"Radical, uncompromising, determined, the crusading Wells and her times are vivid in this thoughtful portrait."—American History
"Mia Bay's biography of Ida B. Wells provides the reader with the rich details that are essential to viewing her as a person. This information about Wells, considered by many to have been the most influential black woman of her time, does more than help the reader revisit the life of a legend. Bay carefully lays a foundation for understanding Wells, who was born in Mississippi during the Civil War. Early in the book, the author, a Rutgers University historian, uses Wells' family stories to shed light on the lives of her parents and grandparents and introduce the reader to major influences on her development . . . Bay's use of Wells' diaries appear to be judicious, never being revealing for its own sake. Wells' private thoughts are used to help the reader understand the public choices she made. They also help demonstrate the differences between her values and those held by most other women of her time. In addition, Bay does a good job of relating the well-known story of Wells being forcibly removed from a train, the relationships she formed with those in England and the United States who helped to advance her anti-lynching campaign, and what she did and didn't have in common with others who were involved in advancing the causes of blacks and women. While the reader may recall many of the relevant facts about her life, additional bits of information in the book provide a freshness that keeps it interesting. Evidence of Wells' enormous courage and high tolerance for risk can be seen throughout the book. Bay presents Wells as someone who always knew her own mind and who accepted the risks that came with being true to herself. She may have acquired that trait from her father, Jim Wells, a man who also stood up for what he believed in. Through Bay's writing, it's not difficult to see why Wells, a diminutive woman, is considered a giant."—Wevonneda Mins, The Post and Courier (Charleston) "Finely honed feminist biography of an impassioned crusader for civil rights in an era of vicious racial discrimination. Ida B. Wells' significant legacy as an activist, engaged journalist and outspoken critic of Southern lynching has been obscured by her confrontational methods, notes Bay. A child of Reconstruction, Wells (1862-1931) experienced firsthand the retraction of protections for freedmen that promptly followed the infamous Compromise of 1877. She took her first public stand at age 21. Commuting by train between her home in Memphis and a schoolteaching job in the countryside, she purchased a first-class ticket that entitled her to sit in the 'ladies' car,' and refused the conductor's order to move; it took three railroad employees to drag Wells to the second-class carriage. The two lawsuits she filed against the railroad earned her character assassinations from both white and black leaders, but she was beginning to find her voice as an agitator for African-American progress and women's concerns. She became editor and owner of the Memphis newspaper Free Speech, but after an incendiary editorial asserting that the claims of rape used to justify many lynchings were obviously false, threats on her life drove Wells from the South. She lived in New York and then Chicago, where she eventually married. She took up the gauntlet against lynching as the expression of a racist ideology that defensively defined black men as 'naturally lawless and predatory.' Lecturing publicly about sex and rape at a time when such subjects were taboo, Wells was frequently excoriated, though British audiences were more welcoming and supportive. Befriended by Frederick Douglass and W.E.B. Du Bois, instrumental in starting such organizations as the NAACP, she remained controversial and could not garner sufficient support to elevate her to national leadership. Bay's intelligent, hard-hitting study puts Wells' achievements in context and will certainly solidify the standing of this brave activist and writer."—Kirkus Reviews"Ida B. Wells, the civil rights and anti-lynching crusader all but forgotten for most of the 20th century, has received a great deal of scholarly interest over the past 30 years. Bay adds to this scholarship by examining Wells in the context of her social and political milieu as an African-American woman in a predominantly white, male-dominated society. The sexism Wells faced within the Civil Rights Movement and the added domestic responsibilities she faced as a woman held her back from claiming her rightful place at the top of the Civil Rights hierarchy. Bay relies heavily on Wells's own autobiography (published as Crusade for Justice in 1970) and a diary that Wells kept in Memphis from 1885 to 1887 (published in book form in 1995), as well as contemporary magazine and newspaper articles . . . Recommended."—Jason Martin, Library Journal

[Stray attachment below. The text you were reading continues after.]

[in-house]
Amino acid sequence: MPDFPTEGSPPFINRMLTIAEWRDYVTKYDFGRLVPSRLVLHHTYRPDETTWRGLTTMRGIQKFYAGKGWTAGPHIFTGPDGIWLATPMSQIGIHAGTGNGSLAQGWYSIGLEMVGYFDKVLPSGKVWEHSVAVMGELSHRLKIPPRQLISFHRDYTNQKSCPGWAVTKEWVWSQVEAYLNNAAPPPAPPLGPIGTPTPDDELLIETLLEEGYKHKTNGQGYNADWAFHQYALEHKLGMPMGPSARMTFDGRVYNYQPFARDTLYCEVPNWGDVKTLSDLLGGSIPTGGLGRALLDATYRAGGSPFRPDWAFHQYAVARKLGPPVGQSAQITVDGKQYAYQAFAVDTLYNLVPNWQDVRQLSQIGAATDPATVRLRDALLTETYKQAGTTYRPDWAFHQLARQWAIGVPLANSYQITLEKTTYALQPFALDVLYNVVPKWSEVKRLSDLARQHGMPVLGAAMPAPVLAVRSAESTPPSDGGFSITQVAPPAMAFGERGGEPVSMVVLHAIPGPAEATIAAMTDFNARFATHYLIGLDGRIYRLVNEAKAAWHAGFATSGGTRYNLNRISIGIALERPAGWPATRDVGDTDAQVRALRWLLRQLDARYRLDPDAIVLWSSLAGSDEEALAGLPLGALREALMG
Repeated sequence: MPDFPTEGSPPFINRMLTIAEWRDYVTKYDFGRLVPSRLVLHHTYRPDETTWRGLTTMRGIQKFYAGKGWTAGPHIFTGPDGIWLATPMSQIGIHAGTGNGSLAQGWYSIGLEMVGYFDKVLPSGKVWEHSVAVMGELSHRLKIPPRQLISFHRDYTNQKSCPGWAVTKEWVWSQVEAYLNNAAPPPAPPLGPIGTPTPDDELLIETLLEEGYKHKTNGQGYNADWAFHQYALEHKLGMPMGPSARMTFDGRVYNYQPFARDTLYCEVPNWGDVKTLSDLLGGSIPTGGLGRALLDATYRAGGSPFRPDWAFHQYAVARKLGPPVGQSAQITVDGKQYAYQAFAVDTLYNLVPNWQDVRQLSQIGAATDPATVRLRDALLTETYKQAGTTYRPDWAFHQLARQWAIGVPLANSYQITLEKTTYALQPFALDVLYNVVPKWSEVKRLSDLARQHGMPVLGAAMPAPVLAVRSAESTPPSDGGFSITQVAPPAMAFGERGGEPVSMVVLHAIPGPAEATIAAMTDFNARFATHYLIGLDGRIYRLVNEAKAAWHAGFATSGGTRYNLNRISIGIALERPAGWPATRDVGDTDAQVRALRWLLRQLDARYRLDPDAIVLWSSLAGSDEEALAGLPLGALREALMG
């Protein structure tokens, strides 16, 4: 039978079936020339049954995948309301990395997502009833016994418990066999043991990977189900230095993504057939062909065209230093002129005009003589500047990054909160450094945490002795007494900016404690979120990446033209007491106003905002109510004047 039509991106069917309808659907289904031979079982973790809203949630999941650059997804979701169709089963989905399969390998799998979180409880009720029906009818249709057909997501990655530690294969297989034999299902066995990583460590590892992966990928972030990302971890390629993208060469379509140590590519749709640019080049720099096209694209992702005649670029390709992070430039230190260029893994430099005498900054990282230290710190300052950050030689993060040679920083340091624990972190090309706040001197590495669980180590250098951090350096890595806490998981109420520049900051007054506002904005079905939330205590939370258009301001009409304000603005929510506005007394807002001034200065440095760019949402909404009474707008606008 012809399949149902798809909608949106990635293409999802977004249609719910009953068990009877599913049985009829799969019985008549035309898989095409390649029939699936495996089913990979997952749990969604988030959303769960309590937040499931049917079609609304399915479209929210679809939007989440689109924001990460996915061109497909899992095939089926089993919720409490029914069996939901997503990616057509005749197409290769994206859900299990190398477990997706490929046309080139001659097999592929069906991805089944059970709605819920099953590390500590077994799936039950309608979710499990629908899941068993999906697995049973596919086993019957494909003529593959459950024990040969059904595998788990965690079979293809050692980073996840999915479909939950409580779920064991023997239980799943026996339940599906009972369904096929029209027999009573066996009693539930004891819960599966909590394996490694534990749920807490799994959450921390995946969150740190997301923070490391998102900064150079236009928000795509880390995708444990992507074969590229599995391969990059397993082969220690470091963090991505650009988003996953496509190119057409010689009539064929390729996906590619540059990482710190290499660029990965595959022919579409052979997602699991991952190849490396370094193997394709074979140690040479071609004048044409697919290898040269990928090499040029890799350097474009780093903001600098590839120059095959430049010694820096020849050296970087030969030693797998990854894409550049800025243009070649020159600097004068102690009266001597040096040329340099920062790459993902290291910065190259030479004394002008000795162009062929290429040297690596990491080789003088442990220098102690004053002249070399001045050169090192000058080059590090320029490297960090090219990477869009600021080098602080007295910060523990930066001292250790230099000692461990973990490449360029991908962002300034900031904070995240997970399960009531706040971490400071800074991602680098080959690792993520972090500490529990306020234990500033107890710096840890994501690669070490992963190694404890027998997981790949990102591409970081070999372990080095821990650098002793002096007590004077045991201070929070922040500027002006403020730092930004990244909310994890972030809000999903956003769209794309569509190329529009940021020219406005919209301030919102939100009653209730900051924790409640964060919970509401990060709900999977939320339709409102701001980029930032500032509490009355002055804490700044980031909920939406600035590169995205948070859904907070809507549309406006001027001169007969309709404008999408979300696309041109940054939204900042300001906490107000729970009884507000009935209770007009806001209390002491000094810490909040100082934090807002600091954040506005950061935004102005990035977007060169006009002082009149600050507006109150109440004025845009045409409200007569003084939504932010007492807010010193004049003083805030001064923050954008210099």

"Bay delineates journalist and antilynching crusader Ida B. Wells's life (1862-1931) and her passionate commitment 'to a range of causes so extensive that they defy easy summary.' When her parents died in 1878, 16-year-old Wells became the head of her family, caring for her five siblings. After a brief stint teaching, she found her two callings—political activism and, more powerfully, journalism, becoming by the late 1880s 'one of the most prolific and well-known black female journalists of her day.' In 1884, she sued the Chesapeake, Ohio and Southwestern Railroad over segregated cars; in 1889, she became part owner and editor of the Memphis Free Speech newspaper. In 1892, catalyzed by the lynching of three black businessmen, she devoted herself to 'an anti-lynching campaign that would cost her the Memphis newspaper, threaten her life, and sever her ties to Memphis forever.' Bay relies heavily on Wells's published writing, especially her posthumous autobiography, Crusade for Justice, supplemented by secondary sources, making this a useful book for students."—Publishers Weekly
Mia Bay is an associate professor of history at Rutgers University and the associate director of Rutgers's Center for Race and Ethnicity. She is also the author of The White Image in the Black Mind: African-American Ideas About White People, 1830–1925.